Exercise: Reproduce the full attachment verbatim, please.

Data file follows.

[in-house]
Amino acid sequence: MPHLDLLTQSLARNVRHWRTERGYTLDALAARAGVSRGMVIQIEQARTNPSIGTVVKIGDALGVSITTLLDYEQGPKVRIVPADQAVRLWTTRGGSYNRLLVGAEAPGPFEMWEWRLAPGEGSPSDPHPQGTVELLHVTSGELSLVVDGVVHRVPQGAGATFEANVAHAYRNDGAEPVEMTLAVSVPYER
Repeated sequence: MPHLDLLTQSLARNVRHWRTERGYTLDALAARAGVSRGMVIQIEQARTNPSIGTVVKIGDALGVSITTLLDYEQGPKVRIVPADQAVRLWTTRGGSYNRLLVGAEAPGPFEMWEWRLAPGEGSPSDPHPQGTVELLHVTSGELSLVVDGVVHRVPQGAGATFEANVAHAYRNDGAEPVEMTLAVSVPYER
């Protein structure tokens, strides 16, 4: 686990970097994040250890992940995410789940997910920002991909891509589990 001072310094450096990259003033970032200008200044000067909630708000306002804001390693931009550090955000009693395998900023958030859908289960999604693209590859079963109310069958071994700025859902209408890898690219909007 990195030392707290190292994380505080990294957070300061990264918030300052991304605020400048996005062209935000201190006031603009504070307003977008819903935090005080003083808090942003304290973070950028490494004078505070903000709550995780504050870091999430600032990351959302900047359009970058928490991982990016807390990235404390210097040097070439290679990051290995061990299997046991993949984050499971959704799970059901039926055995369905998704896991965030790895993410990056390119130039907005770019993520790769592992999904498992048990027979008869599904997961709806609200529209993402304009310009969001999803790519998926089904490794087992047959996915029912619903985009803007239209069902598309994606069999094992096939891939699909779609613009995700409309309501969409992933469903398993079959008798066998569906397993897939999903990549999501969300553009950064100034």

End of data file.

[in-house]
Amino acid sequence: MPHLDLLTQSLARNVRHWRTERGYTLDALAARAGVSRGMVIQIEQARTNPSIGTVVKIGDALGVSITTLLDYEQGPKVRIVPADQAVRLWTTRGGSYNRLLVGAEAPGPFEMWEWRLAPGEGSPSDPHPQGTVELLHVTSGELSLVVDGVVHRVPQGAGATFEANVAHAYRNDGAEPVEMTLAVSVPYER
Repeated sequence: MPHLDLLTQSLARNVRHWRTERGYTLDALAARAGVSRGMVIQIEQARTNPSIGTVVKIGDALGVSITTLLDYEQGPKVRIVPADQAVRLWTTRGGSYNRLLVGAEAPGPFEMWEWRLAPGEGSPSDPHPQGTVELLHVTSGELSLVVDGVVHRVPQGAGATFEANVAHAYRNDGAEPVEMTLAVSVPYER
């Protein structure tokens, strides 16, 4: 686990970097994040250890992940995410789940997910920002991909891509589990 001072310094450096990259003033970032200008200044000067909630708000306002804001390693931009550090955000009693395998900023958030859908289960999604693209590859079963109310069958071994700025859902209408890898690219909007 990195030392707290190292994380505080990294957070300061990264918030300052991304605020400048996005062209935000201190006031603009504070307003977008819903935090005080003083808090942003304290973070950028490494004078505070903000709550995780504050870091999430600032990351959302900047359009970058928490991982990016807390990235404390210097040097070439290679990051290995061990299997046991993949984050499971959704799970059901039926055995369905998704896991965030790895993410990056390119130039907005770019993520790769592992999904498992048990027979008869599904997961709806609200529209993402304009310009969001999803790519998926089904490794087992047959996915029912619903985009803007239209069902598309994606069999094992096939891939699909779609613009995700409309309501969409992933469903398993079959008798066998569906397993897939999903990549999501969300553009950064100034």